I was also really surprised with some of the writing. My big gripe with these films is with the script not having enough depth or characterization so I was mighty perplexed to see scenes here they gave more backstory to most of these characters. Screenwriter Melissa Rosenberg offers interesting insight into the lives of vampires Rosalie, played by Nikki Reed, and Jasper, played by Jackson Rathbone. Taking the audience to distinctive time periods, points are explained concerning why Rosalie has been closed off and quiet in the past two films and why Jasper is absolutely head-over-heels for his love, Alice, played by Ashley Greene. These flashbacks never feel gratuitous and they never feel as if the film needed padding to stretch the movie out. The costumes and acting are very convincing and this is another point where the audience is sucked in. There are a couple of good scenes of dialogue and chemistry such as a scene between Edward and Jacob on a mountaintop. The emoting which Pattinson and Lautner exchange in this particular scene feels authentic; one of the most memorable scenes in the movie.
With all the good points aside, the franchise still makes a lot of bad decisions. As much as Slade has raised the bar with this film, he could’ve used a little more rehearsal time with the actors because the acting feels wooden, aside from those previously mentioned scenes. It also doesn’t help that the dialogue is utterly inane and stripped of all it’s emotion. Those long scenes of dialogue between Bella and Edward are cringe-worthy and bland. I know these two are supposed to be head-over-heels for each other but they could at least act it. Not to be over critical but, at this point, you could cast robots made out of cardboard boxes and the film wouldn’t feel different in those scenes. I also still find Dakota Fanning incredibly dull as Jane. It’s as if she’s suffering from Mace Windu syndrome in these Twilight movies; the producers and director have casted her and they decide to do nothing with her. Lautner has grown as an actor but not by much. I also find these films too long and they take the long road in order to explain something. It may be like this in the book series but when adapting a written work to the big screen, there must be changes made in order to hold an audience’s attention. You either get rid of some scenes or make those scenes more gripping and exciting. I’m leaning towards those scenes finding a home on the cutting room floor.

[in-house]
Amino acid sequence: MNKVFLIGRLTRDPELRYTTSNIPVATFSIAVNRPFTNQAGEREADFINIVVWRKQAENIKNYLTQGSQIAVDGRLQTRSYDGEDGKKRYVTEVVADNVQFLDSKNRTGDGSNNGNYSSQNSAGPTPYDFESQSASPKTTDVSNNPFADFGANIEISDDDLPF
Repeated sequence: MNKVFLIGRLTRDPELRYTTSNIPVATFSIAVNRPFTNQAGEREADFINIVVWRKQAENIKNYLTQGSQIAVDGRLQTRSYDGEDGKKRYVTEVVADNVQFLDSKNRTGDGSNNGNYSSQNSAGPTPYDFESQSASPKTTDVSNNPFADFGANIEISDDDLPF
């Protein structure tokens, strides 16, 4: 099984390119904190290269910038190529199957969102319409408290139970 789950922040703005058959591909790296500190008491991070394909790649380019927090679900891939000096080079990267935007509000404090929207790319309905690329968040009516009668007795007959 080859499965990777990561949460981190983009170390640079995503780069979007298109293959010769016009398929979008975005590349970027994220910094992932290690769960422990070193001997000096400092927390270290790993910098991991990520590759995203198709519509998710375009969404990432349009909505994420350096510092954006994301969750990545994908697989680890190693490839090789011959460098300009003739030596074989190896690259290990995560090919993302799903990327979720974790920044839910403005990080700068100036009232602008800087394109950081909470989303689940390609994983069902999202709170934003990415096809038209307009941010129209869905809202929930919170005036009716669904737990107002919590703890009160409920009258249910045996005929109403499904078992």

I hate to describe the movie in this way but, if you look at the poster, you’ll know exactly what the movie is made up of; Sulky teens brooding in front of a darker backdrop. That said though, the film is heading in the right direction in order to make the final chapter of this series memorable. By making the story, the characters, and the film overall more mature to match it’s demographic, the film ends up being a wee bit better. When the next chapter, Breaking Dawn, comes out and if the script flaws have been tweaked as well as some of the line readings being fine tuned, the audience might finally get that stellar Twilight movie these fans deserve.